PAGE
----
It sounds like the plan is for major companies like EA, Ubisoft, and Bethesda to at least be able to co-publish the games they make in association with the Lucasfilm Games brand, with EA retaining their publishing rights at least until their previous deal expires. How the financial aspects of those partnerships will work remains to be seen and, quite frankly, may never be publically disclosed.
For the moment, though, the most important takeaway is that we finally see the light at the end of the tunnel of EA’s 10-year deal.
When Did the EA Star Wars Deal Fall Apart?
There’s a lot to be said on this subject, but it’s worth noting that this deal was rocky from the start.
The Disney/EA deal came at a time of great transition for all parties involved. Disney had only recently acquired Lucasfilm and Andrew Wilson would take over as EA CEO the year the deal was made. There seemed to be a mutual interest to get some kind of deal in place despite the fact that sources long claimed that Wilson and others believed it was ultimately a bad deal that some within EA (and potentially Disney) were never really thrilled about. In fact, it was suggested that former EA executive Frank Gibeau was the one who pushed for EA to take the deal in the first place, and he left the company in 2015.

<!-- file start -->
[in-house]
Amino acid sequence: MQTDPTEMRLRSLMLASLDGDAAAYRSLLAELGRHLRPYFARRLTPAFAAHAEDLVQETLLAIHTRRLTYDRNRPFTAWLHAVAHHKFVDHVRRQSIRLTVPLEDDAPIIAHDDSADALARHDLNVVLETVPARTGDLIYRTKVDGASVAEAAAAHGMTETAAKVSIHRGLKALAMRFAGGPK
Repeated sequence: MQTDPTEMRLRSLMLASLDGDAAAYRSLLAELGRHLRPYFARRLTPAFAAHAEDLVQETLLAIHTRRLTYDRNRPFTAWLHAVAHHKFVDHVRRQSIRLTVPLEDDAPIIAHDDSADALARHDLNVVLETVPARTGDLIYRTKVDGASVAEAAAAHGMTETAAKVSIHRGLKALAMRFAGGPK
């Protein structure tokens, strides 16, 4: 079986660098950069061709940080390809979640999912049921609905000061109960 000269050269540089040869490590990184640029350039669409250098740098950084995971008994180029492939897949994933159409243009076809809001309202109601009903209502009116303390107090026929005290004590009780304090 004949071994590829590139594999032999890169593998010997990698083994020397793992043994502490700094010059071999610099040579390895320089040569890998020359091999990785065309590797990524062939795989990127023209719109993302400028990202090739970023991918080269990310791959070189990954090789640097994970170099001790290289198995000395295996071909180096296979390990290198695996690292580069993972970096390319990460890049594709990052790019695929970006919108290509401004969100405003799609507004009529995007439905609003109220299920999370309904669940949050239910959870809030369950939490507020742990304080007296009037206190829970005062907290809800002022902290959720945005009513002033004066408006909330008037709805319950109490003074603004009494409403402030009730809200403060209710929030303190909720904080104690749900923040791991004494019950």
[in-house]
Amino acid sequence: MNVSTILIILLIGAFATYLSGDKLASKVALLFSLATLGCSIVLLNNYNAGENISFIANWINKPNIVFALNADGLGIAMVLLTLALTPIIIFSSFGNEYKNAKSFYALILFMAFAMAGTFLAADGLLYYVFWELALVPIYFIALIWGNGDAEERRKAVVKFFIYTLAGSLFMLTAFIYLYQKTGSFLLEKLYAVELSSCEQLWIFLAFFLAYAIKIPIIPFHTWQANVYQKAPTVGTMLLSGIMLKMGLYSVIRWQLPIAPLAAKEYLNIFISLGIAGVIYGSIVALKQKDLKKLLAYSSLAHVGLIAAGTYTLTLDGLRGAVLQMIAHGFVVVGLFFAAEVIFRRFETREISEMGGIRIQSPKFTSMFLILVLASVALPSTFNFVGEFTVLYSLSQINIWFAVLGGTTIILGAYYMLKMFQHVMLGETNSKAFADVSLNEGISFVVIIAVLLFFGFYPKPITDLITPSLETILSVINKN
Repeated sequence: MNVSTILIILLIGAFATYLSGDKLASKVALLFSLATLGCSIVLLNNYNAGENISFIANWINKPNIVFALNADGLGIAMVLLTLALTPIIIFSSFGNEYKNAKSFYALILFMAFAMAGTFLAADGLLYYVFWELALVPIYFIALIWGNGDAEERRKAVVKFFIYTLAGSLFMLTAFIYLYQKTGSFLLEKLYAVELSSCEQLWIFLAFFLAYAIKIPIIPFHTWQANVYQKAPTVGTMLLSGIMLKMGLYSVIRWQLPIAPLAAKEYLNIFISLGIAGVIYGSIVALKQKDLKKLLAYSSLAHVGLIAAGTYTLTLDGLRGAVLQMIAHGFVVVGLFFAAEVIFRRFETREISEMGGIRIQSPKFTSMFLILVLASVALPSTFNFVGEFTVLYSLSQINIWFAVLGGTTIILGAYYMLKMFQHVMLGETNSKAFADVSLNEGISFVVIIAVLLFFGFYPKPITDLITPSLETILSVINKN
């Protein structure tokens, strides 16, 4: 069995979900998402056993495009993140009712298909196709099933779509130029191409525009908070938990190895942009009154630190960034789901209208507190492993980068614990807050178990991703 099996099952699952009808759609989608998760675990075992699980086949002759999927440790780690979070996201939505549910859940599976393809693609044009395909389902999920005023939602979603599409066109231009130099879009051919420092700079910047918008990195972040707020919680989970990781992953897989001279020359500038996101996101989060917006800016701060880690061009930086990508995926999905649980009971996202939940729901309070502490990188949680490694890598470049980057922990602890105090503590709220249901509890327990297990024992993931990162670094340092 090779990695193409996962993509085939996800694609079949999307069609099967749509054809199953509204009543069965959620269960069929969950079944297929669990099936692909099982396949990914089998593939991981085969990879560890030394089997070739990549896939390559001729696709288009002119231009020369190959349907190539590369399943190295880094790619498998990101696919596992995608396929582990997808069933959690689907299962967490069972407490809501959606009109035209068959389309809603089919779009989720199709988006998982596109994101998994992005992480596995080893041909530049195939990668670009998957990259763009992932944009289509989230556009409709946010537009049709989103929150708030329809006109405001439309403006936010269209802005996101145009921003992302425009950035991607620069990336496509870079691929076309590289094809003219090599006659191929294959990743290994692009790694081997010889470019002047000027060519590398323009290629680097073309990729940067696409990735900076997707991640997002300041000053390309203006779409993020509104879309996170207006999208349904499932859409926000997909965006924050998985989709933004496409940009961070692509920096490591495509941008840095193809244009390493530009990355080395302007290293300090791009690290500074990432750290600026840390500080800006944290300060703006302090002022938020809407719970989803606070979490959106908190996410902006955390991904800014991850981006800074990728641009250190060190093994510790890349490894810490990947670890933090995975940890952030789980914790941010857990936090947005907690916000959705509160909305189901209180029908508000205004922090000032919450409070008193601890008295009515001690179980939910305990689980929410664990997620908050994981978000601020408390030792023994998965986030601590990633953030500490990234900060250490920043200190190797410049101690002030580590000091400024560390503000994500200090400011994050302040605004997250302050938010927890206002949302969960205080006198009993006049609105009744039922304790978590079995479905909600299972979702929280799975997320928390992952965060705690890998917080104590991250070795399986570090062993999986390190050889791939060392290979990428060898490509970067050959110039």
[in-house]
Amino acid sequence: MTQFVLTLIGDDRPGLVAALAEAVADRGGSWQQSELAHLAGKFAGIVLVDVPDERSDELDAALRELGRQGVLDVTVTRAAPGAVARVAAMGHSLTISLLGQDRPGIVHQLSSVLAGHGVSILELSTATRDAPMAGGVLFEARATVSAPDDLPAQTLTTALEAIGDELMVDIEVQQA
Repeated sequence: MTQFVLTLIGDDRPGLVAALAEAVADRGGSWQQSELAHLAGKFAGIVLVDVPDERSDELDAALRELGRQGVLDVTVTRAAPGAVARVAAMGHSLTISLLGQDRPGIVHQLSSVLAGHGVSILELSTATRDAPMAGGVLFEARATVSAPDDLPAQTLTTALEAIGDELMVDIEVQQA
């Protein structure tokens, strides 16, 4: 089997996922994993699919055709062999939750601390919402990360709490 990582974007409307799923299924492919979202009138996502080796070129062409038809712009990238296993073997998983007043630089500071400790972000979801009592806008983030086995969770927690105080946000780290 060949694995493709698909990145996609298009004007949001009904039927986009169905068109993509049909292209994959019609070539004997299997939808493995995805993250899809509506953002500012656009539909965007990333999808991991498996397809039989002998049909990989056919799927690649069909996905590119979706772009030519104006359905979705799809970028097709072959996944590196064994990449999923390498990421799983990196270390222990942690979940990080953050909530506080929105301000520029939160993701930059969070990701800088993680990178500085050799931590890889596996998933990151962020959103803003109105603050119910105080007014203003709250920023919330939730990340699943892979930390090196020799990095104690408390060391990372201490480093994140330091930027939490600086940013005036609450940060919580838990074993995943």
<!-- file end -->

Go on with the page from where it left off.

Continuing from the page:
So while things like Battlefront 2‘s loot box drama and EA’s multiple canceled Star Wars games almost certainly soured the relationship, it’s very important to note that EA may not see the loss of any exclusivity arrangements as a strictly bad thing. Bloomberg reporter Jason Schreier summarizes EA’s likely mentality at this time rather well:
So while all parties involved would struggle to honestly say that the EA Star Wars deal lived up to the highest expectations, what we’re seeing now seems to be a logical part of the process given the deal’s expiration date rather than any kind of emergency button pushed to get EA away from Star Wars as soon as possible.